Brent Bozell

Most teens say they have also been directly confronted by the risks. Fully 71 percent acknowledged receiving messages online from people they don't know; 45 percent have been asked personal information from a stranger; 30 percent have considered meeting someone that they've only talked to online; and 14 percent have actually met a person face-to-face they only met online.

A sizable minority (40 percent) said they will usually reply to and chat with people when they receive online messages from someone they don't know. Only 18 percent said they'd tell an adult. For every child, there's a danger in a false sense of security about strangers on the Web, especially when people are generally bolder and more outgoing online than they might be in a real-life situation.

Many online teen communities offer warnings not to share personal information, explicitly declare rules against inappropriate behavior and urge users to report to them on anything fishy. But that won't prevent every potentially dangerous encounter from occurring.

Fortunately, parents have been scared enough by news reports and other warnings to talk to children about these Internet risks. While 33 percent of those 13- to 17-year-olds (and 48 percent of 16- and 17-year-olds) say their parents know "very little" or "nothing" about what they do on the computer, 70 percent say their parents have discussed online dangers with them in the last year, and 36 percent, especially younger teens and girls, report their parents have discussed Internet safety "a lot" with them.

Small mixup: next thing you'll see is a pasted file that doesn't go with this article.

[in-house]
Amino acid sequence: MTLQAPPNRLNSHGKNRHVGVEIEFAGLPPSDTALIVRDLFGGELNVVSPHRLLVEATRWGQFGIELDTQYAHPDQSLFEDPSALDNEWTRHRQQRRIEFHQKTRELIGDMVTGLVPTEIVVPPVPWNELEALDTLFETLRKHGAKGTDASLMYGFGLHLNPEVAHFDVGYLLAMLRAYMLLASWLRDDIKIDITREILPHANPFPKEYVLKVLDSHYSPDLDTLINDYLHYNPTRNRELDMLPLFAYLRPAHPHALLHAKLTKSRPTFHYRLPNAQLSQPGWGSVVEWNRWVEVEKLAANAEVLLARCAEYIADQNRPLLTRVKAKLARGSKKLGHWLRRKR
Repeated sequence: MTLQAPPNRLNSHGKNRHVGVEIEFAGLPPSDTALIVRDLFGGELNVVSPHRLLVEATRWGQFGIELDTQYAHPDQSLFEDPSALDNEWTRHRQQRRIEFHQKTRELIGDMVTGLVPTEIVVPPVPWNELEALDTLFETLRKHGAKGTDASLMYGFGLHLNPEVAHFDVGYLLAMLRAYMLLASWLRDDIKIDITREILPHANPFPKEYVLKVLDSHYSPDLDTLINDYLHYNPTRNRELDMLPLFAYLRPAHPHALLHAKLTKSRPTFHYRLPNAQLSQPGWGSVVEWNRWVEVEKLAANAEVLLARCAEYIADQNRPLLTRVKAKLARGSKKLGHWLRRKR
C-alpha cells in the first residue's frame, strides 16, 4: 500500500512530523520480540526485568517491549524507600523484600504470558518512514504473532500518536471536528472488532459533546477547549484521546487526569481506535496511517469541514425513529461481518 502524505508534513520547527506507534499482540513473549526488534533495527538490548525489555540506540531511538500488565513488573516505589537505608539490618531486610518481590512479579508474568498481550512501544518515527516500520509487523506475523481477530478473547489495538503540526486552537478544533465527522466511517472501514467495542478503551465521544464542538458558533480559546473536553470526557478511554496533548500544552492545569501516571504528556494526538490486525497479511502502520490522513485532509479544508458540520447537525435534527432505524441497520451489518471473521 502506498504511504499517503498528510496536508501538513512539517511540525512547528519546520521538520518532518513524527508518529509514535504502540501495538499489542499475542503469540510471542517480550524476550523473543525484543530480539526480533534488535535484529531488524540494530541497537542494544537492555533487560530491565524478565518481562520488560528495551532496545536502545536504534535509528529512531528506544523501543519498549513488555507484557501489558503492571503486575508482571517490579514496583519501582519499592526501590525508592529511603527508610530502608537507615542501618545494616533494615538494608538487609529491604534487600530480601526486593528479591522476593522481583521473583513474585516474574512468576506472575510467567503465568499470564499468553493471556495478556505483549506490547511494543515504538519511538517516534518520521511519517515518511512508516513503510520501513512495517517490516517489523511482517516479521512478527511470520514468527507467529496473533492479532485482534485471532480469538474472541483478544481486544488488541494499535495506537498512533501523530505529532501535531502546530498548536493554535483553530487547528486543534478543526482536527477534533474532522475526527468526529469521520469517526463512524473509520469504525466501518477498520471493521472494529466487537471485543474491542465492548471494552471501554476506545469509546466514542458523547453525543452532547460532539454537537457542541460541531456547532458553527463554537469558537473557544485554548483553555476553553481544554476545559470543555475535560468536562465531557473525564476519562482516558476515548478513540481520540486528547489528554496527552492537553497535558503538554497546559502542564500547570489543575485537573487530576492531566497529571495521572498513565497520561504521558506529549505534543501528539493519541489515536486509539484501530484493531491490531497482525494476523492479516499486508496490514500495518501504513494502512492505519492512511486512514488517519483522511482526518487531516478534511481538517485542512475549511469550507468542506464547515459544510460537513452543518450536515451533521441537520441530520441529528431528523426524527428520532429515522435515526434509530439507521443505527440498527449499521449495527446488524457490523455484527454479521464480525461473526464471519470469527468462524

The bottom line is this: In most media-and-parenting issues, we can blame a corporate culture that values profit over decency. On the Internet, there is a very real danger from individual predators who know how to go around all the elaborate and laudable roadblocks that corporate Websites put up to protect children. They can lurk in the electronic shadows on chat rooms about toys for grade-schoolers. They can be anywhere children engage the World Wide Web.

Parents fear for their children because they are young and innocent, even oblivious to the danger and sickness of sex criminals in our midst. Every parent must know one thing: Don't leave your child alone with the Internet.


Brent Bozell

Founder and President of the Media Research Center, Brent Bozell runs the largest media watchdog organization in America.
 
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